COMPAT_HPUX(8) OpenBSD System Manager's Manual COMPAT_HPUX(8)
compat_hpux - setup for running HP-UX binaries under emulation
OpenBSD supports running HP-UX binaries. This applies only to m68k sys-
tems (such as hp300 systems). Most programs should work, such as Matlab
4.2c and the HP-UX X11R5 server. Programs that will not work are fairly
uncommon, and often involve very low level hardware access.
The HP-UX compatibility feature is active for kernels compiled with the
COMPAT_HPUX and COMPAT_M68K4K options and the kern.emul.hpux sysctl(8)
enabled. HP-UX for m68k uses 4 KB page sizes, and OpenBSD for all m68k
platforms now uses 8 KB page sizes.
A lot of programs are dynamically linked. This means that the HP-UX
shared libraries that the programs depend on are also needed. Addition-
ally, a "shadow root" directory for HP-UX binaries on the OpenBSD system
will have to be created. This directory is named /emul/hpux. Any file
operations done by HP-UX programs run under OpenBSD will look in this di-
rectory first. So, if a HP-UX program opens, for example, /etc/passwd,
OpenBSD will first try to open /emul/hpux/etc/passwd, and if that does
not exist open the `real' /etc/passwd file. It is recommended that HP-UX
packages that include configuration files, etc., be installed under
/emul/hpux, to avoid naming conflicts with possible OpenBSD counterparts.
Shared libraries should also be installed in the shadow tree.
Generally, it will only be necessary to look for the shared libraries
that HP-UX binaries depend on the first few times that HP-UX programs are
installed on the OpenBSD system. After a while, there will be a suffi-
cient set of HP-UX shared libraries on the system to be able to run newly
imported HP-UX binaries without any extra work.
Setting up shared libraries
How to get to know which shared libraries HP-UX binaries need, and where
to get them? Basically, there are 2 possibilities. (When following
these instructions, root privileges are required on the OpenBSD system to
perform the necessary installation steps).
1. Access to an HP-UX system: These instructions apply to HP-UX 9.10
(the latest version of HP-UX available for m68k-based systems), al-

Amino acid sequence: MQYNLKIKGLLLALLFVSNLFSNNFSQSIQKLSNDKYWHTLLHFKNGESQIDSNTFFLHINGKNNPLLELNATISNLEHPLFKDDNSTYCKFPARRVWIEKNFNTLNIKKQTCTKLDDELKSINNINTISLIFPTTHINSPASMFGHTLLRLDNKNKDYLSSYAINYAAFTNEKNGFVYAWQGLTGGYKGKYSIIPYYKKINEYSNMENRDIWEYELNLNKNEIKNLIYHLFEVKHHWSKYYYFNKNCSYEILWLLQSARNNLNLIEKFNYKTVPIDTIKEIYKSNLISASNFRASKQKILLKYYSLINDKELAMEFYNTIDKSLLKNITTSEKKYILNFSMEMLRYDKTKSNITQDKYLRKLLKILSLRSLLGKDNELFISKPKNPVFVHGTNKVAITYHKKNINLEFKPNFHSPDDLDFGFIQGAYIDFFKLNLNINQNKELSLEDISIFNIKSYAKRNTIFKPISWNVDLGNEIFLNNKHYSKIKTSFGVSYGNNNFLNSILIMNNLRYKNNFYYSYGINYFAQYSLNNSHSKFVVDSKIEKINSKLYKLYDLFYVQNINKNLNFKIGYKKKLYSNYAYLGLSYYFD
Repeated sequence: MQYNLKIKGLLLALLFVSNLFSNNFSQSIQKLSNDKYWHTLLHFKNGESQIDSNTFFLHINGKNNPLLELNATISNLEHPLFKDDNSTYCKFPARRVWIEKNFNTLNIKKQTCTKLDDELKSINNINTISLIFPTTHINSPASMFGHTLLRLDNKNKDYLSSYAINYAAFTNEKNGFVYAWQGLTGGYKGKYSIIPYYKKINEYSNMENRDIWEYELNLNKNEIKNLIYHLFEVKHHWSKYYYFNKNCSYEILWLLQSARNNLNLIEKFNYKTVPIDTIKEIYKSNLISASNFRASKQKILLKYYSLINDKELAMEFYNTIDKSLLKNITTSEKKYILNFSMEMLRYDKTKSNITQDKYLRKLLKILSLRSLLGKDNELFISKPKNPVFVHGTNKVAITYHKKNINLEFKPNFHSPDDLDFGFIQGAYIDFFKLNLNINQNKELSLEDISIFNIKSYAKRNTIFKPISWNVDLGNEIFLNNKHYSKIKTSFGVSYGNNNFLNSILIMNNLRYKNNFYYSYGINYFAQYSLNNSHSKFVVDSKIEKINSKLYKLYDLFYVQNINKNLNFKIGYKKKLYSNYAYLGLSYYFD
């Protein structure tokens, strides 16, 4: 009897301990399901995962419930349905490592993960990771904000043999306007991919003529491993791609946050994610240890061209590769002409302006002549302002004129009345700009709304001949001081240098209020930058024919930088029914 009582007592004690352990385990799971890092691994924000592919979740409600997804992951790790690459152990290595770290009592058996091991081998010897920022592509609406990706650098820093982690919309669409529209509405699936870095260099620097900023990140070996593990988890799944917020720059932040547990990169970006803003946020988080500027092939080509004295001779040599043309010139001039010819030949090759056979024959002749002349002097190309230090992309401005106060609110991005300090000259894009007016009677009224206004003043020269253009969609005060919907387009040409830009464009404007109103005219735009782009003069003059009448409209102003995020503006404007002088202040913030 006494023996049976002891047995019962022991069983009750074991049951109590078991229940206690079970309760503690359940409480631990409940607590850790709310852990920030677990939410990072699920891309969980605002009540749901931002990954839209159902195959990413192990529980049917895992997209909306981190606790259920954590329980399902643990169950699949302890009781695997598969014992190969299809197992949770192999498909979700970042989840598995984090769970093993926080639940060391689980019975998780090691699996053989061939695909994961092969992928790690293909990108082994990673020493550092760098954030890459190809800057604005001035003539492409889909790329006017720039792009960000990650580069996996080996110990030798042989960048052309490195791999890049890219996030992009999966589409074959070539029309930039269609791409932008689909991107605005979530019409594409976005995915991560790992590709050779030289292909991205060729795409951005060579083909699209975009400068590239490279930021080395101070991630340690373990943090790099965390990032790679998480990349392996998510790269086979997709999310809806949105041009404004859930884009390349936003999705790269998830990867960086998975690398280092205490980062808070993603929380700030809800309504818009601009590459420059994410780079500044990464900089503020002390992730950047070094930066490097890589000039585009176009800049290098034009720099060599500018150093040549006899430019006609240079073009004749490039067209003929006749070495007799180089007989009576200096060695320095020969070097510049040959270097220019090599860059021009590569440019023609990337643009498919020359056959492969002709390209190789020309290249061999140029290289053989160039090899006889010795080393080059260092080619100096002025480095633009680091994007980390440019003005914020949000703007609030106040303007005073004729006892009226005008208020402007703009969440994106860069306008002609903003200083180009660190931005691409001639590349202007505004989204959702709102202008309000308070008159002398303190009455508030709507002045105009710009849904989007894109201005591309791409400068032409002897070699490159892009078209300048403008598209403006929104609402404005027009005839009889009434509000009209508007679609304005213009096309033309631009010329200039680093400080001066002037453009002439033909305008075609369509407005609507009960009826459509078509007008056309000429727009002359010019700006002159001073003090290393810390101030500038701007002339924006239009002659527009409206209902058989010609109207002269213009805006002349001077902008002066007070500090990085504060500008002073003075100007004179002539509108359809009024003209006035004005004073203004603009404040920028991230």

though the instructions should be similar for earlier versions of
HP-UX. By far, the easiest method is to copy the essential files
locally to the OpenBSD system.
Use tar(1), or a similar utility, to collect the following files:
All files in the /usr/lib directory ending in .sl. There should be
about 46 files and two soft links.
All files in the /lib directory ending in .sl. There should be 5
Copy these files to the OpenBSD system, and extract them into
/emul/hpux. The following files should be present:
And a whole bunch of files in /emul/hpux/usr/lib. Overall, HP-UX
9.10 has about 10 MB of shared libraries that will need to be copied
to the OpenBSD system.
2. Access to an HP-UX system with its entire root drive exported via
NFS: In this case, simply mount the entire HP-UX system under
/emul/hpux. For example, on the OpenBSD system, mount it as:
$ mount -t nfs hpux-host.test.net:/ /emul/hpux
Note that, in this case, the HP-UX emulation will use the configura-
tion files from the HP-UX system (/etc/passwd, for example,) and
that might not be desirable.
Setting up X11R5
Although the OpenBSD based X11R5 server is the preferred way to run X, it
is possible to run the HP-UX X11R5 server instead. To do so, a few addi-
tional files are necessary:
The shared libraries in /usr/lib/X11R5.
All the subdirectories and files in /usr/lib/X11/fonts.
All the files in /usr/lib/X11/nls/Xhp.
All the files in /usr/lib/X11/extensions.
The following configuration steps will also need to be performed:
1. Get and extract the xbase.tgz set for OpenBSD to provide the X11R6
clients which are going to be used with the new X server.
2. Create the following directory for the X server to deposit its sock-
et files in:
$ mkdir -p /usr/spool/sockets/X11
$ chmod 777 /usr/spool/sockets/X11
3. Add the following lines to /etc/rc.local to create the necessary di-
rectories for the X server to deposit its files in, when the system
$ mkdir /tmp/.X11-unix
$ chmod 777 /tmp/.X11-unix
$ ln -s /usr/spool/sockets/X11/0 /tmp/.X11-unix/X0
4. It's also possible to link the X server to a more convenient loca-
tion, such as:
$ ln -s /emul/hpux/usr/bin/X /usr/X11R6/bin/X
It might not be possible to run the X server on multiple framebuffers,
even though both the X server and OpenBSD support them.
OpenBSD 3.6 November 29, 2001 2